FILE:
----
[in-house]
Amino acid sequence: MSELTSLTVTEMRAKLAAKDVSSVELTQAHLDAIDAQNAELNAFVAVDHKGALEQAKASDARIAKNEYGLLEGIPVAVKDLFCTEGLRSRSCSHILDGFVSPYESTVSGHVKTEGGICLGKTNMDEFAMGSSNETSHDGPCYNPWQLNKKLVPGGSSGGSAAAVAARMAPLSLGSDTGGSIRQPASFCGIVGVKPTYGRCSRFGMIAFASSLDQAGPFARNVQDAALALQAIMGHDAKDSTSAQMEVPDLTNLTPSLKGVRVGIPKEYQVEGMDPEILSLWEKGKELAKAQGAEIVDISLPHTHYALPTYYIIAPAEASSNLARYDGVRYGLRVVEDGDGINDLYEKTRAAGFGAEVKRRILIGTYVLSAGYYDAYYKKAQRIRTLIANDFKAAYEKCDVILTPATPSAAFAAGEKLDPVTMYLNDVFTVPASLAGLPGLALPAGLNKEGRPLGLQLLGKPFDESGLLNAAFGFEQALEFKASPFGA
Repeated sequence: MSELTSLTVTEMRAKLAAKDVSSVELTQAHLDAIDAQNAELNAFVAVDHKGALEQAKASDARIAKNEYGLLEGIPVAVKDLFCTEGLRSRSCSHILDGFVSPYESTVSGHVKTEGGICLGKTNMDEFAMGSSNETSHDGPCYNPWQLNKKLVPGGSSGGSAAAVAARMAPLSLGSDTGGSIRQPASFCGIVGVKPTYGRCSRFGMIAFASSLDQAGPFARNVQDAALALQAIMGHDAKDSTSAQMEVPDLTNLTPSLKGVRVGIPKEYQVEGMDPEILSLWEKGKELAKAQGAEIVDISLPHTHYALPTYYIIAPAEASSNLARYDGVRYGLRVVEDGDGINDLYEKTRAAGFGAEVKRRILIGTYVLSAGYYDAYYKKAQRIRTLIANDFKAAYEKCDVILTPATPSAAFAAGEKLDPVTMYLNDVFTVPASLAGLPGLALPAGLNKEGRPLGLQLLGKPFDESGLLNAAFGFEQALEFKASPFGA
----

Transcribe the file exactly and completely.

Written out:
[in-house]
Amino acid sequence: MSELTSLTVTEMRAKLAAKDVSSVELTQAHLDAIDAQNAELNAFVAVDHKGALEQAKASDARIAKNEYGLLEGIPVAVKDLFCTEGLRSRSCSHILDGFVSPYESTVSGHVKTEGGICLGKTNMDEFAMGSSNETSHDGPCYNPWQLNKKLVPGGSSGGSAAAVAARMAPLSLGSDTGGSIRQPASFCGIVGVKPTYGRCSRFGMIAFASSLDQAGPFARNVQDAALALQAIMGHDAKDSTSAQMEVPDLTNLTPSLKGVRVGIPKEYQVEGMDPEILSLWEKGKELAKAQGAEIVDISLPHTHYALPTYYIIAPAEASSNLARYDGVRYGLRVVEDGDGINDLYEKTRAAGFGAEVKRRILIGTYVLSAGYYDAYYKKAQRIRTLIANDFKAAYEKCDVILTPATPSAAFAAGEKLDPVTMYLNDVFTVPASLAGLPGLALPAGLNKEGRPLGLQLLGKPFDESGLLNAAFGFEQALEFKASPFGA
Repeated sequence: MSELTSLTVTEMRAKLAAKDVSSVELTQAHLDAIDAQNAELNAFVAVDHKGALEQAKASDARIAKNEYGLLEGIPVAVKDLFCTEGLRSRSCSHILDGFVSPYESTVSGHVKTEGGICLGKTNMDEFAMGSSNETSHDGPCYNPWQLNKKLVPGGSSGGSAAAVAARMAPLSLGSDTGGSIRQPASFCGIVGVKPTYGRCSRFGMIAFASSLDQAGPFARNVQDAALALQAIMGHDAKDSTSAQMEVPDLTNLTPSLKGVRVGIPKEYQVEGMDPEILSLWEKGKELAKAQGAEIVDISLPHTHYALPTYYIIAPAEASSNLARYDGVRYGLRVVEDGDGINDLYEKTRAAGFGAEVKRRILIGTYVLSAGYYDAYYKKAQRIRTLIANDFKAAYEKCDVILTPATPSAAFAAGEKLDPVTMYLNDVFTVPASLAGLPGLALPAGLNKEGRPLGLQLLGKPFDESGLLNAAFGFEQALEFKASPFGA